In this article, we are finally seeing the pros and cons of music production and mixing on studio headphones and studio monitors.
And when should you prefer one over the other!
Furthermore, we will see if music mixing on headphones is better than studio speakers or is the music mixed on studio monitors is better?
Now, without any further delays, let’s dive straight in!
Can you produce music with headphones?
Yes, it is feasible and attainable to make good music with headphones only. The most important thing is to start making music during the music production phase and not worry about the following stages like mixing and mastering. For this reason, you can use almost any headphones.
However, I would recommend getting studio headphones as you can use them for music production, mixing, mastering, and tracking audio.
But are there any downsides to producing music with regular or studio headphones?
There are mainly two downsides associated with music production using headphones. The first is that music production on headphones is ear fatiguing, and secondly, you may not get satisfactory bass or low-end response from regular headphones.
You can lower the headphone volume to avoid ear fatigue, leading to an inadequate low-end response.
See how the two cons are connected!
Here’s my personal story!
In the first year of my music journey, I used to produce and mix my tracks on regular sony headphones. However, it was not recommended, but it gave me clarity on how I should spend my money.
Therefore, I spent my investment mostly on VST plugins and Production gear initially.
Once I had got hold of music production and had 22 tracks ready to be mixed, I spent my money to set up my home recording studio and got an audio interface, studio monitors, and obviously, a referencing headphone.
Can you mix using studio headphones?
Music mixing depends on many factors, and most crucial is being able to reference the same mix on different audio sets. Due to this fact, it is highly recommended by audio professionals to mix your music either on studio monitors or studio headphones, ones that have flat-frequency response.
After the first mixing is completed, you must reference your mix on different audio systems like studio speakers, car speakers, tiny speakers, and big speakers. Therefore, it is not about whether you can mix on headphones, and it is more about referencing your mix on different audio systems.
Once you find any flaws in your mix after referencing it on different speaker systems, you need to go to the mix for the another time.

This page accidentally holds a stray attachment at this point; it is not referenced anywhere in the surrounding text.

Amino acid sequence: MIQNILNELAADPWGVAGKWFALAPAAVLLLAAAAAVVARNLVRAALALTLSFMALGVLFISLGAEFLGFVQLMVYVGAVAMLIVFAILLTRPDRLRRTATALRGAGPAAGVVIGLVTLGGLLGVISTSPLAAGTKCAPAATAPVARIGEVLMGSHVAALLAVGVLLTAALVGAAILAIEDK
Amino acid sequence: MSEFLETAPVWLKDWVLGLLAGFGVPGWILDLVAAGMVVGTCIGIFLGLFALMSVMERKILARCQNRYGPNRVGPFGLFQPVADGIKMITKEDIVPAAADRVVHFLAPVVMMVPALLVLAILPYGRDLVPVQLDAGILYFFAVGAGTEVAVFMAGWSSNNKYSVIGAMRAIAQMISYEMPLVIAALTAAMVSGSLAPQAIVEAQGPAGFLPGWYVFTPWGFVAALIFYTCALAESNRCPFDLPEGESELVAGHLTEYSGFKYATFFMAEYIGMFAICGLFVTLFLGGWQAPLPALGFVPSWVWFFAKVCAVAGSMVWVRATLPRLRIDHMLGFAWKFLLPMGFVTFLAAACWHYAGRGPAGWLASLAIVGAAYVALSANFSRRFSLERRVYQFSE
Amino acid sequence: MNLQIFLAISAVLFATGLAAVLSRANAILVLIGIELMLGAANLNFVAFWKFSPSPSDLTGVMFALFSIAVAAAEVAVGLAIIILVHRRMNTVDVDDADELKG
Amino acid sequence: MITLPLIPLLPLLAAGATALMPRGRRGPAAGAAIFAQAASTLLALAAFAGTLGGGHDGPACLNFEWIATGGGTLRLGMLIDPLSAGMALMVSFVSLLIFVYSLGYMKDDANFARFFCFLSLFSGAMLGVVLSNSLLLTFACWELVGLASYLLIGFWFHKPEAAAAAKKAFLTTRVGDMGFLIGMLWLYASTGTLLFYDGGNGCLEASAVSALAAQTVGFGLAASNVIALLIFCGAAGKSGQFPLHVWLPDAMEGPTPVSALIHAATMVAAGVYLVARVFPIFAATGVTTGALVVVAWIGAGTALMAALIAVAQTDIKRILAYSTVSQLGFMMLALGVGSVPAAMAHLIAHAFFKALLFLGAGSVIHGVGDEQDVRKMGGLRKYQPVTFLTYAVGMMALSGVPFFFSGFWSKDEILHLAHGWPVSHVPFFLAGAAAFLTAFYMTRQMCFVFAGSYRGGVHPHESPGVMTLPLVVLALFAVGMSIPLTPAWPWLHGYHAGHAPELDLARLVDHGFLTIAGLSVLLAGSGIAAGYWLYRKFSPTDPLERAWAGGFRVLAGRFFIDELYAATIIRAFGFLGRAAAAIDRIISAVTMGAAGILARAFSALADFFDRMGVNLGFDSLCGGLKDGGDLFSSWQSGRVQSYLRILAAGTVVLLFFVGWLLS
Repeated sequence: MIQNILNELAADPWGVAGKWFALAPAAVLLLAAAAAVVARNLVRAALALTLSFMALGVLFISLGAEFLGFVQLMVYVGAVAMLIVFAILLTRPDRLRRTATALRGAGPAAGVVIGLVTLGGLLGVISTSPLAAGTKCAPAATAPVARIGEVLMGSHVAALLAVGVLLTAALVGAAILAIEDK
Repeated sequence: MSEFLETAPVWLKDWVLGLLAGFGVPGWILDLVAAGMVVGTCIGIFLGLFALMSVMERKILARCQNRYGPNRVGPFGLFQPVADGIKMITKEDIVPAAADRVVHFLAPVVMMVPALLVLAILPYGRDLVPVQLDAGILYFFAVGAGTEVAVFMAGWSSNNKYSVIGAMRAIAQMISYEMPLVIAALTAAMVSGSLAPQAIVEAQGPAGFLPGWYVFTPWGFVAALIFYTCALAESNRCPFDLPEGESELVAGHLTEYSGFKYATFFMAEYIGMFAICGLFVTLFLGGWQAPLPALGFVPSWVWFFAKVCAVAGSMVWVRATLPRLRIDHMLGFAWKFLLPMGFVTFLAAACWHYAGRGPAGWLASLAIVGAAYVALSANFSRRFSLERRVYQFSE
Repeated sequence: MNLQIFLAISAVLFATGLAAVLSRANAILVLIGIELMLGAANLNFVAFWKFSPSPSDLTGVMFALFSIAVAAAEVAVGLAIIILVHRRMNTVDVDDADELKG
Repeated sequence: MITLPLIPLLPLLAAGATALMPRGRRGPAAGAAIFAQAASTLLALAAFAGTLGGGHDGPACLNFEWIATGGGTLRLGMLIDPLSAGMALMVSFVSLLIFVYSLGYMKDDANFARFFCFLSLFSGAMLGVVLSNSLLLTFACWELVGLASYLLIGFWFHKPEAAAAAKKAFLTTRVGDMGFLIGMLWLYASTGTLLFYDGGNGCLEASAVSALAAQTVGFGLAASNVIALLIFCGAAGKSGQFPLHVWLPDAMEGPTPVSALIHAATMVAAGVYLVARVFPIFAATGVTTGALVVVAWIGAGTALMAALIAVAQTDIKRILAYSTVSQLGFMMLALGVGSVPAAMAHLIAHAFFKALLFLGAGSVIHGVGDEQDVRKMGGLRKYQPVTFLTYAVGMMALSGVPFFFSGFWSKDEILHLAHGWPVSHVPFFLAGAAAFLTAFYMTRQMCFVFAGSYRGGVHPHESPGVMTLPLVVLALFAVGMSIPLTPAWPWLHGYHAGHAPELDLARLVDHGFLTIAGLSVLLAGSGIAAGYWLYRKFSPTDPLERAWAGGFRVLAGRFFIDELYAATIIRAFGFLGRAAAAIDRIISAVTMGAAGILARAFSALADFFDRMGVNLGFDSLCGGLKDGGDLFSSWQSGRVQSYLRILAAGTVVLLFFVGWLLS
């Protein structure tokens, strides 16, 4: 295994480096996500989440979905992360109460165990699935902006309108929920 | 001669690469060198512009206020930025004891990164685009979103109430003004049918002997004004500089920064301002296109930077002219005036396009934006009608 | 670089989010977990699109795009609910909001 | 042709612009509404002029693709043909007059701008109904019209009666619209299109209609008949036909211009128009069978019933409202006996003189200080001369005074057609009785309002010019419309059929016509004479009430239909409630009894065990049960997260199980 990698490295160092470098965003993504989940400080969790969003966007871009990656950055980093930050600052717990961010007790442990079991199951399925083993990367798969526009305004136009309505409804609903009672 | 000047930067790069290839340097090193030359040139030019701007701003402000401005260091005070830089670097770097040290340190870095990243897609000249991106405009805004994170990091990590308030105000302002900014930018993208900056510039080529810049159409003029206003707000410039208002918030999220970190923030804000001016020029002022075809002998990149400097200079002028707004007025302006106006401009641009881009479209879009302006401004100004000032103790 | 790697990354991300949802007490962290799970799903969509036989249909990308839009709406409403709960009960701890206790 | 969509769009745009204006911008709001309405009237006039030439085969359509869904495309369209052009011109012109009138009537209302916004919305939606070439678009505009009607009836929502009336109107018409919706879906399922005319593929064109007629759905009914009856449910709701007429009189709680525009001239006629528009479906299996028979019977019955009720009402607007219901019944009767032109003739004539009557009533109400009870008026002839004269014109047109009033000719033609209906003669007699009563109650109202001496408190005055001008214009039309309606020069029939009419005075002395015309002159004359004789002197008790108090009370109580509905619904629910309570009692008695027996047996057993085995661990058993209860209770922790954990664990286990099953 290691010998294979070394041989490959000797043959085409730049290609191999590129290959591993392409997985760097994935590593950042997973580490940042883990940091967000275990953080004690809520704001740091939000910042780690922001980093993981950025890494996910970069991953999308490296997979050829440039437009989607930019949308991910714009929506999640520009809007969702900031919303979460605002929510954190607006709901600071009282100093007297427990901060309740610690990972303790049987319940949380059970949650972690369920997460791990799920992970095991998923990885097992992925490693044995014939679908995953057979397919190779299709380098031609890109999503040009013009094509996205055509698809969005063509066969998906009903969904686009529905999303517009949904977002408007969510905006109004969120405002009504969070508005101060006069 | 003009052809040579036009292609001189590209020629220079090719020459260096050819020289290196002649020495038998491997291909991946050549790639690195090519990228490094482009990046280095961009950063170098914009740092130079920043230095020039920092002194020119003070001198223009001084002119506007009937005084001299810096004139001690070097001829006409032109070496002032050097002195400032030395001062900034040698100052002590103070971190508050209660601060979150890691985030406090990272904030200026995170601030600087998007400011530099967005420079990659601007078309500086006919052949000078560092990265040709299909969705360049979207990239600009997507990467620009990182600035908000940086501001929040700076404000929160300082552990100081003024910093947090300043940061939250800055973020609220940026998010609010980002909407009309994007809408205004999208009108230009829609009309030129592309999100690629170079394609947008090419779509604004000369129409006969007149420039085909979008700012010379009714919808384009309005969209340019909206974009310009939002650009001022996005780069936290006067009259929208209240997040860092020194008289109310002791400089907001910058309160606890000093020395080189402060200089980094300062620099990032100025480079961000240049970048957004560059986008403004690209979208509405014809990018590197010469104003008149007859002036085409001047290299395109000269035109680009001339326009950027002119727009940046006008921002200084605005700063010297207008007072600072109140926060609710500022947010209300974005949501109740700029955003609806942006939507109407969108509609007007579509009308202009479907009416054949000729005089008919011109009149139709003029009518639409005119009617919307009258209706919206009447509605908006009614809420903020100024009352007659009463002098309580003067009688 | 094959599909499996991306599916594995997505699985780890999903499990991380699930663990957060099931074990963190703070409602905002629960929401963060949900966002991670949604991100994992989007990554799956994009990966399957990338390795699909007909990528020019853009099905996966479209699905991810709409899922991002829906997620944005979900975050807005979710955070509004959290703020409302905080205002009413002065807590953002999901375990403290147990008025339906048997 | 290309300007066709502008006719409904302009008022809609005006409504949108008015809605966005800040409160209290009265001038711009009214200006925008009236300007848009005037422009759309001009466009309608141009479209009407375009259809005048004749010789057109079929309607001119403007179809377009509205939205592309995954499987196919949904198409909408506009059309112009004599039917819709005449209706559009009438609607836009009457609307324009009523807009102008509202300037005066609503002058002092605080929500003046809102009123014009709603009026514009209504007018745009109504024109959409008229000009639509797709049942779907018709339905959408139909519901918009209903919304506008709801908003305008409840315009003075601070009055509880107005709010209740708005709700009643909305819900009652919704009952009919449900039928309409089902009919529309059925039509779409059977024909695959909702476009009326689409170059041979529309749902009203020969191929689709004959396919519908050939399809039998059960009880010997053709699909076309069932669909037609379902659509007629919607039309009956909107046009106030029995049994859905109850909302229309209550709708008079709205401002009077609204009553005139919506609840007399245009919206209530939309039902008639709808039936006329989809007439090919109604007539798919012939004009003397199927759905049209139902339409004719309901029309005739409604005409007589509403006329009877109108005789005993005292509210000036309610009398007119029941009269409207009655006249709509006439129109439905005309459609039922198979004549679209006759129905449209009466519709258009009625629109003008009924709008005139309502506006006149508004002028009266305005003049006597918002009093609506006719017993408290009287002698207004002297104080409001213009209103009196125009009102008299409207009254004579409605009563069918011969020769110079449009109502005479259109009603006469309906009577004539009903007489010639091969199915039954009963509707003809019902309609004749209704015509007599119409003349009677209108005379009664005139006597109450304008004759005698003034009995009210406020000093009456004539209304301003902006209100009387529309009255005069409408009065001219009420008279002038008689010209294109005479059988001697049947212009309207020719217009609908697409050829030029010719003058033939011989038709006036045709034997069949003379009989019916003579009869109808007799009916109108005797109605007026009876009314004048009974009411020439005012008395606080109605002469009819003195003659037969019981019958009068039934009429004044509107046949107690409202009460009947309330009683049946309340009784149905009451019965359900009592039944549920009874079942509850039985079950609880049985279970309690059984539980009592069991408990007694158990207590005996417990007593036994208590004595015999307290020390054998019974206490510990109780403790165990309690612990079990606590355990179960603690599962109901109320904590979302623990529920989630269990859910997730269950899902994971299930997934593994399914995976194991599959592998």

Related: 32 vs 80 vs 250 Ohm Headphones
Some Pros associated with mixing on headphones are:
- You can use them anywhere,
- They are cheaper than studio monitors,
- You can listen to fine details such as pops, clicks etc.
It all boils down to personal preference. But, I recommend mixing on studio monitors for better audio monitoring and reducing your time on referencing and mixing.
In short, it is possible to mix and master studio headphones. But, you need to have different referencing systems in place to find where your mix falls behind.
Related: Studio Headphones Buying Guide!
Two types of headphones for mixing: CLOSED VS OPEN-BACK
Audio mixing and making all the audio files sit together in a mix is a very critical stage after music production.
We saw that you could produce or make music using regular or even studio headphones in the previous section. But, now, as far as the mixing part is concerned, you cannot get away with regular or consumer-grade headphones.
Studio headphones become a crucial part of your mixing journey. These headphones provide a neutral sound required to monitor different audio tracks carefully and make the mixing process more manageable and efficient.
Another important factor while choosing studio headphones is to check the headphone impedance and the need of an amplifying unit.
Now, let us look at two types of headphones. And how can they be helpful for you?
1) Open-back studio headphones for Mixing
Open-back headphones have perforated material around the earcups. As a result, the air moves freely through the earcups and mixes with the audio.
These headphones offer an immersive sound stage, extended stereo space, and clean sound quality, making them great for mixing and mastering.
However, you cannot use them to record vocals or instruments as the sound leaks out of them, and the sound might get picked up by microphones during recording sessions.
This is a prominent place where they fall behind.
2) Closed-back studio headphones for Mixing